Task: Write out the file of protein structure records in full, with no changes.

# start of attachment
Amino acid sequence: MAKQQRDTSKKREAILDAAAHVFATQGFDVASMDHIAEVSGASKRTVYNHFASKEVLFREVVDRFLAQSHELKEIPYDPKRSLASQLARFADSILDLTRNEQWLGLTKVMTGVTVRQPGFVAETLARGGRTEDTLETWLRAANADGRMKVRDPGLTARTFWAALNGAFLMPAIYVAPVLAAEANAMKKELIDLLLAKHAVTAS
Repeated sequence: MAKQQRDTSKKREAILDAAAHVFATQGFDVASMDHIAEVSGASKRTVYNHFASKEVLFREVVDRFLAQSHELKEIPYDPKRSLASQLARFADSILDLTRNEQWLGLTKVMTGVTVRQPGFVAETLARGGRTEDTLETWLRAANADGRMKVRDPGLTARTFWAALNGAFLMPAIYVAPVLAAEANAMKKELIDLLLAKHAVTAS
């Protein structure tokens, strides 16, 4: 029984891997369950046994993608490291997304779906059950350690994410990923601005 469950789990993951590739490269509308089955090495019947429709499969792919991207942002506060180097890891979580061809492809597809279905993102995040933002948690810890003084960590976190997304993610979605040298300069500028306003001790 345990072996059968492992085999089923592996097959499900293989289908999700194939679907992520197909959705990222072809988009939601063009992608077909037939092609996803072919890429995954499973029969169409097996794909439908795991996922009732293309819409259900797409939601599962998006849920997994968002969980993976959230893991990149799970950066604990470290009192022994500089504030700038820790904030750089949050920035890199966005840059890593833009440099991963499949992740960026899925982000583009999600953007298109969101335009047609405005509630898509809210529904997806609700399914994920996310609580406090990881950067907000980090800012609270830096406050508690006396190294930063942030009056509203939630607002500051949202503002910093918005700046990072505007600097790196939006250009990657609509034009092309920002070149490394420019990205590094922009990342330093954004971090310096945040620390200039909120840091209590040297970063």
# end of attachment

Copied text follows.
Amino acid sequence: MAKQQRDTSKKREAILDAAAHVFATQGFDVASMDHIAEVSGASKRTVYNHFASKEVLFREVVDRFLAQSHELKEIPYDPKRSLASQLARFADSILDLTRNEQWLGLTKVMTGVTVRQPGFVAETLARGGRTEDTLETWLRAANADGRMKVRDPGLTARTFWAALNGAFLMPAIYVAPVLAAEANAMKKELIDLLLAKHAVTAS
Repeated sequence: MAKQQRDTSKKREAILDAAAHVFATQGFDVASMDHIAEVSGASKRTVYNHFASKEVLFREVVDRFLAQSHELKEIPYDPKRSLASQLARFADSILDLTRNEQWLGLTKVMTGVTVRQPGFVAETLARGGRTEDTLETWLRAANADGRMKVRDPGLTARTFWAALNGAFLMPAIYVAPVLAAEANAMKKELIDLLLAKHAVTAS
């Protein structure tokens, strides 16, 4: 029984891997369950046994993608490291997304779906059950350690994410990923601005 469950789990993951590739490269509308089955090495019947429709499969792919991207942002506060180097890891979580061809492809597809279905993102995040933002948690810890003084960590976190997304993610979605040298300069500028306003001790 345990072996059968492992085999089923592996097959499900293989289908999700194939679907992520197909959705990222072809988009939601063009992608077909037939092609996803072919890429995954499973029969169409097996794909439908795991996922009732293309819409259900797409939601599962998006849920997994968002969980993976959230893991990149799970950066604990470290009192022994500089504030700038820790904030750089949050920035890199966005840059890593833009440099991963499949992740960026899925982000583009999600953007298109969101335009047609405005509630898509809210529904997806609700399914994920996310609580406090990881950067907000980090800012609270830096406050508690006396190294930063942030009056509203939630607002500051949202503002910093918005700046990072505007600097790196939006250009990657609509034009092309920002070149490394420019990205590094922009990342330093954004971090310096945040620390200039909120840091209590040297970063």